Released on the same date as Ubisoft’s Assassin’s Creed: Unity, Assassin’s Creed: Rogue looks to be a greedy attempt to grab a lion’s share of the profits generated over the Christmas season simultaneously. You never know what goes on in the gray matter of CEOs, even if they’re French. In a narrative sense, both are the denouement of Ubisoft’s American trilogy.
Unfortunately, only a week after the release date of Monday November 10, 2014, Unity seems to have both a lot of glitches, which Ubisoft claims are easily fixed by patch (as of Tuesday November 11, they’re on their third patch!), and a storyline about the revolution which seems to have pissed off France’s political left wing. For the time being Rogue can run riot all by itself.
Assassin’s Creed: Rogue is a game that makes a mash out of the best of its predecessors. The plot goes off in a number of interesting directions and throws out quite a few surprises that are both kinky and cute. Along the way it takes the plot in an interesting direction and manages to throw in the odd surprise. Without giving away anything, I have to say that if you liked Assassin’s Creed: Black Flag, this is its logical, and better, successor.
The protagonist of this tale, sent on his mission somewhere in between Assassin’s Creed 3 and 4, is a blarney-spewing, handsome Irish charmer, Shay Cormac. Set somewhere on the Paddy-Boy stereotype scale, Seamus Cormac comes off as a charming cross between Colin Farrell and Pierce Brosnan. Recruited as an assassin, he enters the brotherhood with an old childhood friend. After various adventures, however, a disastrous assignment makes him reassess his place in the universe.
It won’t be a spoiler if I say that Shay may or may not have turned rogue. It’s no spoiler to say that Shay switches sides and we learn to see a whole new POV of the world through the eyes of a Templar. In a classic story sense utilizing Ireland’s terrible history of informers and turncoats is an exercise in abstract truth and random accuracy. Yet, all that aside, as a Templar he returns to the fray and goes into combat with old allies, trying to squelch the ambitions of his old brothers-in-arms throughout the British colonies.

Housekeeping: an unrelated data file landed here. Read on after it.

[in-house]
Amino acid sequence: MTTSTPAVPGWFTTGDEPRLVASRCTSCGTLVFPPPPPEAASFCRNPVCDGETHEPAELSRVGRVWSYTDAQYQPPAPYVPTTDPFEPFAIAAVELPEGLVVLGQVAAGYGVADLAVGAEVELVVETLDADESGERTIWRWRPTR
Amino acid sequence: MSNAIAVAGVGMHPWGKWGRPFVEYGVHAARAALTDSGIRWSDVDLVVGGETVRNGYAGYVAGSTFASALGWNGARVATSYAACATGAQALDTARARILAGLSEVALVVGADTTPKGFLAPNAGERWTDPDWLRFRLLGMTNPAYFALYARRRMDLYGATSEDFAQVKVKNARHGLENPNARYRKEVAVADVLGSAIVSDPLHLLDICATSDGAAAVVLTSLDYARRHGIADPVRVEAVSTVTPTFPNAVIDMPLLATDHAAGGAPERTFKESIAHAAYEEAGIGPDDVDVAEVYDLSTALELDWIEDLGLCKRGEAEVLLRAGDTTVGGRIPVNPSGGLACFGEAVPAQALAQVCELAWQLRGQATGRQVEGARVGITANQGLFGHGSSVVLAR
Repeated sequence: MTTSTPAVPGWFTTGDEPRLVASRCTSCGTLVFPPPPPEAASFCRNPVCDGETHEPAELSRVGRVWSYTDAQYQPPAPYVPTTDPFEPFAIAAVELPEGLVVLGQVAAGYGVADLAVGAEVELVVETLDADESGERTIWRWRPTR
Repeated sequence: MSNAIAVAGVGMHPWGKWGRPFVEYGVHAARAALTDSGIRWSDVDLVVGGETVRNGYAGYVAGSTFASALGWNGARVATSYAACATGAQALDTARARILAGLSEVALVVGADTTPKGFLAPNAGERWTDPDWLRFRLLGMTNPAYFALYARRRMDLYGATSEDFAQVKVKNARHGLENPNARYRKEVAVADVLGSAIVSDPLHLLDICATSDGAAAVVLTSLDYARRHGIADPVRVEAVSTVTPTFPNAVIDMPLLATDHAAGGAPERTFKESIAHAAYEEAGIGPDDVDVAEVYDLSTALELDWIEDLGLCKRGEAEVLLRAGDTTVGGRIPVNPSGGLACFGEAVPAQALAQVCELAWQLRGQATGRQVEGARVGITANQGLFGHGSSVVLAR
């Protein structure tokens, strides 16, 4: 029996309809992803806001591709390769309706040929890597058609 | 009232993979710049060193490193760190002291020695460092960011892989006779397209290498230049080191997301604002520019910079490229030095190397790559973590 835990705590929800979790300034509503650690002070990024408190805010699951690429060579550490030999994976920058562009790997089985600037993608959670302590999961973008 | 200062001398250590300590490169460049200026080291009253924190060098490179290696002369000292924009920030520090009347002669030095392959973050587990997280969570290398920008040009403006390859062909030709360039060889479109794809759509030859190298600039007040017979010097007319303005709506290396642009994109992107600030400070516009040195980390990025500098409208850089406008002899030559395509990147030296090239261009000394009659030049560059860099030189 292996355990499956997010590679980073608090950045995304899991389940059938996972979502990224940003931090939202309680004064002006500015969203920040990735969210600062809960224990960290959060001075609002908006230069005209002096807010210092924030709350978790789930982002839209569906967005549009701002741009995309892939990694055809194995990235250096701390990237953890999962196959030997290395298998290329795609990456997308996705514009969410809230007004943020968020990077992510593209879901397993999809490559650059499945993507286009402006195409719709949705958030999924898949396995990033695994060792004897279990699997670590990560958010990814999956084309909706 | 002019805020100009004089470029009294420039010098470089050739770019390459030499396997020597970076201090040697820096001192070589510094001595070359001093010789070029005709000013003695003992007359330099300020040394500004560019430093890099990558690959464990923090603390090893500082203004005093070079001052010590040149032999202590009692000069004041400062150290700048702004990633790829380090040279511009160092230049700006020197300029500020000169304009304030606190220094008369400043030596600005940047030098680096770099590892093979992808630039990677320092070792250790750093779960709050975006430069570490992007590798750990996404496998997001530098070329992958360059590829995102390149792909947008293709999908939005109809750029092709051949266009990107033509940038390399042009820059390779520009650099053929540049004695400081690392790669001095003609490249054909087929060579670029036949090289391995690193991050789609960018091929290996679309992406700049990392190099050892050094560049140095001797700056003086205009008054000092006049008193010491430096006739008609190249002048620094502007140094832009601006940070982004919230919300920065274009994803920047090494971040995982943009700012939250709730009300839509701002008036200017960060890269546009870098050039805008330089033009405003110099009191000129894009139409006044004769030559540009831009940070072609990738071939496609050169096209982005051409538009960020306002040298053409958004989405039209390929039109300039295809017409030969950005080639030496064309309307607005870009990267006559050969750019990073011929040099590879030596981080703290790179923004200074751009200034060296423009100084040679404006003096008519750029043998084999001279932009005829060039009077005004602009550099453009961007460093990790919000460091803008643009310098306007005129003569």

Templar? Assassin? Does it matter? Most of the time you spend having adventures means running, jumping and sword fighting. Combat and killing: Lots of it! Sailing as a ship’s captain is fun, too.
What makes Assassin’s Creed: Rogue really interesting is its new weaponry. Some very deadly new toys. A silent air rifle allows you to repeatedly get the drop on the opposition. A newfangled sort of grenade launcher which fires measured shards of shrapnel and grenades are both weapons the enemy has never before encountered. There are even primitive mortars and a kind of bolt-firing crossbow-machine gun prototype. Battle-hardened warrior that you are, there’s enough new in place to keep the fun factor going for quite a long time.
My main beef would be with Ubisoft’s cost cutting. My memory in this case serves me well in that, when Assasssin’s Creed I and 2 hit the shelves, the architectural accuracy that gave us Milan, Rome and Damascus as if each had been recreated off a blueprint was breathtaking and brilliant. Now there’s no denying that Rogue has been made to a much lower budget. In many cases locations are simply recycled from Assassin’s Creed 3. No doubt about it, Ubisoft are just plain gluttonous mercenary and greedy.
On the other hand, visually, its graphics are a generation improved upon Black Flag. There are a few glitches, which seems inexcusable. Raggedy frame movements sabotage a few scenes. Why is it that now and again, with no explanation, young Shay becomes Old Shay in a few frames? Quality control, Ubisoft! Get it right, please! That aside, I’d definitely say that Assassin’s Creed: Rogue is a superior successor to Assassin’s Creed: Black Flag.